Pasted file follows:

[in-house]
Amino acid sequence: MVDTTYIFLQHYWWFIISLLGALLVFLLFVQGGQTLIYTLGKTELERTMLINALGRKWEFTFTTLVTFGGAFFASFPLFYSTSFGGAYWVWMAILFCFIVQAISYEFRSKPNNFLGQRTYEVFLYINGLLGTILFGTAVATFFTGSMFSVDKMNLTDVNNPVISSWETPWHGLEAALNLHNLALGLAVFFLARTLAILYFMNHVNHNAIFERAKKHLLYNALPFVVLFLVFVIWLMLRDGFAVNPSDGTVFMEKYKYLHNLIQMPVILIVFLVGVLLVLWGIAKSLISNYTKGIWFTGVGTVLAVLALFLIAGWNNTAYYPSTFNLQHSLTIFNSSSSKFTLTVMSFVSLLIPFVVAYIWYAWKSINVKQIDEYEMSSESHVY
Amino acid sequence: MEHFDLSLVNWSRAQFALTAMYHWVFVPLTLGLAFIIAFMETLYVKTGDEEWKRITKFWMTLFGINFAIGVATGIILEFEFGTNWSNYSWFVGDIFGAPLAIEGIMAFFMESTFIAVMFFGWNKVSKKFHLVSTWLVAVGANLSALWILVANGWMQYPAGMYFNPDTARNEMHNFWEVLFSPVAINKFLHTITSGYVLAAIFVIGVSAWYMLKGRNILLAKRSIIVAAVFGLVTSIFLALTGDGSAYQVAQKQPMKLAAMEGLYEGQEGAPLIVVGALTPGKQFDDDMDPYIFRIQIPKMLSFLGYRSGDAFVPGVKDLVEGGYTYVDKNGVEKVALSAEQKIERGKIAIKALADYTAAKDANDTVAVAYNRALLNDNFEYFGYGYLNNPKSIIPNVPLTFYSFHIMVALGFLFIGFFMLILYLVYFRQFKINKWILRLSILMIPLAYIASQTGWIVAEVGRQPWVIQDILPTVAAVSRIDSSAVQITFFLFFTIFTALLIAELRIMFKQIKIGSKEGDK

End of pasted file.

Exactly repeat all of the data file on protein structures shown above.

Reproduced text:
[in-house]
Amino acid sequence: MVDTTYIFLQHYWWFIISLLGALLVFLLFVQGGQTLIYTLGKTELERTMLINALGRKWEFTFTTLVTFGGAFFASFPLFYSTSFGGAYWVWMAILFCFIVQAISYEFRSKPNNFLGQRTYEVFLYINGLLGTILFGTAVATFFTGSMFSVDKMNLTDVNNPVISSWETPWHGLEAALNLHNLALGLAVFFLARTLAILYFMNHVNHNAIFERAKKHLLYNALPFVVLFLVFVIWLMLRDGFAVNPSDGTVFMEKYKYLHNLIQMPVILIVFLVGVLLVLWGIAKSLISNYTKGIWFTGVGTVLAVLALFLIAGWNNTAYYPSTFNLQHSLTIFNSSSSKFTLTVMSFVSLLIPFVVAYIWYAWKSINVKQIDEYEMSSESHVY
Amino acid sequence: MEHFDLSLVNWSRAQFALTAMYHWVFVPLTLGLAFIIAFMETLYVKTGDEEWKRITKFWMTLFGINFAIGVATGIILEFEFGTNWSNYSWFVGDIFGAPLAIEGIMAFFMESTFIAVMFFGWNKVSKKFHLVSTWLVAVGANLSALWILVANGWMQYPAGMYFNPDTARNEMHNFWEVLFSPVAINKFLHTITSGYVLAAIFVIGVSAWYMLKGRNILLAKRSIIVAAVFGLVTSIFLALTGDGSAYQVAQKQPMKLAAMEGLYEGQEGAPLIVVGALTPGKQFDDDMDPYIFRIQIPKMLSFLGYRSGDAFVPGVKDLVEGGYTYVDKNGVEKVALSAEQKIERGKIAIKALADYTAAKDANDTVAVAYNRALLNDNFEYFGYGYLNNPKSIIPNVPLTFYSFHIMVALGFLFIGFFMLILYLVYFRQFKINKWILRLSILMIPLAYIASQTGWIVAEVGRQPWVIQDILPTVAAVSRIDSSAVQITFFLFFTIFTALLIAELRIMFKQIKIGSKEGDK